It is difficult to estimate the number of victims of the Iasi pogrom. The moderate estimate of Mircu suggests nine hundred were killed. The day after the police reported only three hundred. A more forthright estimate comes from the witness Captain Constantin Darie: three thousand to four thousand Jews killed or injured.

We know that at least 254 were buried in mass graves in the Jewish cemetery soon after the events of the pogrom, but we don't know how many more and how many elsewhere. The bodies were slowly removed in four trucks and a couple dozen horse carts over a two-day period. Uncounted corpses were simply taken to the garbage dumps of Copou District, though not abandoned until stripped of their clothes. Many mortally injured were tossed in with the corpses, but if a few here and a few there walked away or were quietly saved, it seems unlikely that the overall numbers would be very different. To these totals must be added the tallies from other less well-documented slaughters at the waterworks and the electrical plant. We do not know the number of these victims.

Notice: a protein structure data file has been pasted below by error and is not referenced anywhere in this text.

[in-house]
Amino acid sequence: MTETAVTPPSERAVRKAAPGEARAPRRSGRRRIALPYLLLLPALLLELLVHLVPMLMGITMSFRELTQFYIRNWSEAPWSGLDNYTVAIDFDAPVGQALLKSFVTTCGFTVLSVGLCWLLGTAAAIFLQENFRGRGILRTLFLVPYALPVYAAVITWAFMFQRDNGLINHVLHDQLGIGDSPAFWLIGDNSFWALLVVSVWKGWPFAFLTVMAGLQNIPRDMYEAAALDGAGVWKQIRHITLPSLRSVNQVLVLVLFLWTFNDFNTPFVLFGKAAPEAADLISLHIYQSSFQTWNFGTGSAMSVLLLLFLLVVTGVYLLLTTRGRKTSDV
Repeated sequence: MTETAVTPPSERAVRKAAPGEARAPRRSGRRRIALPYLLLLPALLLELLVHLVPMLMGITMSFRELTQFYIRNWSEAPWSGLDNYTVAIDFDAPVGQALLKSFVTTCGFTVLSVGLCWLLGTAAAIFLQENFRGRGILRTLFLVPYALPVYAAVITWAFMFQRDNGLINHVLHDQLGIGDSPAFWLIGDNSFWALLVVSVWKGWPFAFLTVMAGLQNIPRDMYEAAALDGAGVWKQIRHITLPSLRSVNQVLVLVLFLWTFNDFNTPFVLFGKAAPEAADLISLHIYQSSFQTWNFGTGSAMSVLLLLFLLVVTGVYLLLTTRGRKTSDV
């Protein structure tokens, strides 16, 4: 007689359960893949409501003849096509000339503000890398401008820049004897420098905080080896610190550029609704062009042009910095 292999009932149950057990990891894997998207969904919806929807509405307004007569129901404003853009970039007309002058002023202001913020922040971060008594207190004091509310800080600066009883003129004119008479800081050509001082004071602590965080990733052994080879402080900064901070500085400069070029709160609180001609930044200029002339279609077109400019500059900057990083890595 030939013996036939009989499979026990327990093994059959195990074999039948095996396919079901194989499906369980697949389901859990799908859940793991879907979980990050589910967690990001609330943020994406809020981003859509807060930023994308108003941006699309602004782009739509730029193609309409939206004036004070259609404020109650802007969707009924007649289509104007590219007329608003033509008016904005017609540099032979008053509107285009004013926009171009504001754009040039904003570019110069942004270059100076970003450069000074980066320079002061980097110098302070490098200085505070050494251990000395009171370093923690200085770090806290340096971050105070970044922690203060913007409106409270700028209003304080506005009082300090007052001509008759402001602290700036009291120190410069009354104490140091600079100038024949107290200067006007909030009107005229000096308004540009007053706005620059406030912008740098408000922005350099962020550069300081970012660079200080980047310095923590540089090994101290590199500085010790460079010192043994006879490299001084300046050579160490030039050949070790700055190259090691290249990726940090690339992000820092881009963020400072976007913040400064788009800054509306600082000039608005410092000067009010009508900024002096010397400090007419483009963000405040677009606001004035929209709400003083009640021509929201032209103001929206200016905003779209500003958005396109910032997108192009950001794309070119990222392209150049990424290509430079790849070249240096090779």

During the afternoon of Sunday, June 29 the decision was made to “evacuate” the Iasi Jews who were being held as suspects at the police station. Thus did the “transfer” of some 2,500 Jews who had survived the massacre get under way. Their movement to the train station began at 8:00 p.m. One police subinspector, two police officers, two police section chiefs, and twenty patrolmen escorted several convoys, bolstered by a group of German officers and soldiers with two tanks and two motorcycles. After a lengthy head count during which the guards made the Jews lie facedown on the ground, their captors packed them onto an ordinary freight train. During the boarding the German soldiers crammed the greatest possible number of suspects into each berth, though the train was not scheduled to depart until early Monday morning. At around 4:00 a.m. on June 30, another contingent of 1,900 Jews formed at the police station, to be loaded onto a second train. A summary report sent by Captaru at 9:20 a.m. referred to the fact that Mihai Antonescu and the Ministry of the Interior were behind the project. The destination of the trains and what became of their unhappy passengers will become clear presently, but the continued events in Iasi must detain us for the moment.